@lostintangent lostintangent released this Mar 22, 2016 · 323 commits to master since this release

Assets 2

This is a feature-packed release that introduces numerous highly requested enhancements. It is available now on NPM and can be installed by running npm i -g code-push-cli@latest.

New Features

  1. Updates can now be "flighted" to only a percentage of your users The release command (and derivatives) includes a new parameter called --rollout that allows you to specify the percentage of users you want to be eligible to receive it. This way you can roll releases out slowly, watch your analytics and crash reporting data to see if everything looks good, and slowly roll it out to more users as desired. More details

    code-push release-react MyApp ios --rollout 25%
  2. The metadata of existing releases can now be edited We introduced a new patch command that lets you edit the mandatory, description, disabled (see below) and rollout properties of an existing release within a specific deployment. This way, if you need to correct a typo in a description, make a release mandatory or optional, or increase the rollout percentage of a flighted release, you can. More details

    code-push patch MyApp Production --rollout 80%
    code-push patch MyApp Staging --label v5 -m false
  3. Releases can now be disabled The release, release-react, release-cordova (see below), patch and promote (see below) commands all now include a new --disabled parameter, which allow you to indicate whether you want a released, edited or promoted update to be downloadable or not.

    // Upload a new release but don't make it immediately available for users
    code-push release-react MyApp ios --disabled
    // When you are ready to release, simply enable the already uploaded update
    code-push patch MyApp Production --disabled false
  4. Update metadata can now be overridden when promoting a release The existing promote command works by creating a new release in the destination deployment, whose content and metadata are equivalent to that of the latest release in the source deployment. In order to support modifying the metadata of the new release, the promote command now includes parameters for --mandatory, --description, --disabled and --rollout. This is effectively a shortcut for doing the promote followed by patch, if you want to ensure that certain attributes are changed immediately as part of the promotion. This can be helpful, for example, if you're using the mandatory and/or description fields differently in Staging and Production. More details.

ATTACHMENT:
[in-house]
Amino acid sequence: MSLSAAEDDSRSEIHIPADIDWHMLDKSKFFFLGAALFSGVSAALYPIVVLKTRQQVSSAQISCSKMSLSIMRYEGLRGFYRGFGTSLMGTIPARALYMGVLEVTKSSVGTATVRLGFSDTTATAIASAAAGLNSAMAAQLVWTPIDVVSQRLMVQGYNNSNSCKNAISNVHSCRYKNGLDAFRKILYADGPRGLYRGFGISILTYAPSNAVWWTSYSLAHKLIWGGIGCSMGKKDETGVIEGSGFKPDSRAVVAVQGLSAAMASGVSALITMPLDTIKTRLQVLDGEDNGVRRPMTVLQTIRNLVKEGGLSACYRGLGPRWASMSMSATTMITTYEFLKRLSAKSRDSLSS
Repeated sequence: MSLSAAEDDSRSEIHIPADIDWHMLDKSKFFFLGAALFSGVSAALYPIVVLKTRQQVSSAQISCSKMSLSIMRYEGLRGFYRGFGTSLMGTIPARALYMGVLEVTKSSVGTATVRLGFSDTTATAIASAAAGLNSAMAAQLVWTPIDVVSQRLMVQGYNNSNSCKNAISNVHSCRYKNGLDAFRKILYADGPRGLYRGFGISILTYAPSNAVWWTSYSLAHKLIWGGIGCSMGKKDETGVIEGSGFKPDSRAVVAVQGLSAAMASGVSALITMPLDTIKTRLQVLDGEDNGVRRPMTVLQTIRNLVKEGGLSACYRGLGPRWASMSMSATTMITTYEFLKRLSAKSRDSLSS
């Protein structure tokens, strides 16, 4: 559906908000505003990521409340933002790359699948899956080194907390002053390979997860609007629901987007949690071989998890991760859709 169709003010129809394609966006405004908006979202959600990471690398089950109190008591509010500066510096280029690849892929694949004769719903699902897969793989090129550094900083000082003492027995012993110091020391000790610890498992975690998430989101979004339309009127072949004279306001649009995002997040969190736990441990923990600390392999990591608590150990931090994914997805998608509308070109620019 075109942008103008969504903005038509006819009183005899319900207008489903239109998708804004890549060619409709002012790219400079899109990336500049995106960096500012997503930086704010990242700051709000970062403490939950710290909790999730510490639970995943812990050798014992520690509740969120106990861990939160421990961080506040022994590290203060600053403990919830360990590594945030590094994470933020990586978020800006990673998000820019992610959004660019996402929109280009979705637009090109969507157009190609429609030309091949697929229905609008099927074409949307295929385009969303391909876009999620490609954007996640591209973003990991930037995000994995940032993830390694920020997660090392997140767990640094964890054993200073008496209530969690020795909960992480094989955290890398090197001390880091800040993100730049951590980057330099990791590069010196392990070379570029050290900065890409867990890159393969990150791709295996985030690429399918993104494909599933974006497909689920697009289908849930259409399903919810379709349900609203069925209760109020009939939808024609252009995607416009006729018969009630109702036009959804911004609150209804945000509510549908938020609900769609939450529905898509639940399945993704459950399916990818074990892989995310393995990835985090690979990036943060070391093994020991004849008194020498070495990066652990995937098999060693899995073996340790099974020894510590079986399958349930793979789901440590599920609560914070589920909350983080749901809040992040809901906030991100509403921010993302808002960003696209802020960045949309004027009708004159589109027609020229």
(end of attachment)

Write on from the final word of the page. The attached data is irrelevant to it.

code-push promote MyApp Staging Production -m false
  5. Releasing updates to Cordova apps is now much simpler We introduced a new release-cordova command that handles the cordova prepare and code-push release automatically, and infers the app's version and update contents location. This is the Cordova-equivalent of the existing release-react command, and now ensures that developers using either platform have a simpler solution, while still being able to use the "vanilla" release command when more control/flexibility is needed More details


    cordova prepare ios
    code-push release MyApp ./platforms/ios/www 1.0.0


    code-push release-cordova MyApp ios

Bug Fixes

  1. The ZIP file that is created by the CLI when you run the release command is now appropriately deleted even if the release process is rejected (e.g. you attempted to upload an update that is identical to the latest release) or fails.
  2. We resolved an install issue for users running older NPM versions

Breaking Changes

As mentioned in the release notes for the 1.7.0-beta release, we needed to make some breaking changes between the CLI and CodePush server in order to accommodate some performance improvements and feature enhancements. We ended up maintaining both the old and new management servers for two weeks, but as of the 1.8.1-beta release, the old management server is gone, and all users MUST upgrade to 1.7.0+ (we would encourage using 1.8.1-beta since it has a ton of new features!) to continue managing their account.

Once again, to be extremely clear, this will have no impact on end-users at all. It only impacts the CLI and your ability to release updates, not device's ability to receive updates.

If you are reading this, and have already upgraded to the latest CLI, then you don't need to do anything else. If you haven't upgraded to a 1.7.0-beta+ version of the CLI at this point, you will simply get an error message in the CLI asking you to upgrade, at which point, you just simply need to run npm i -g code-push-cli@latest and you're good to go.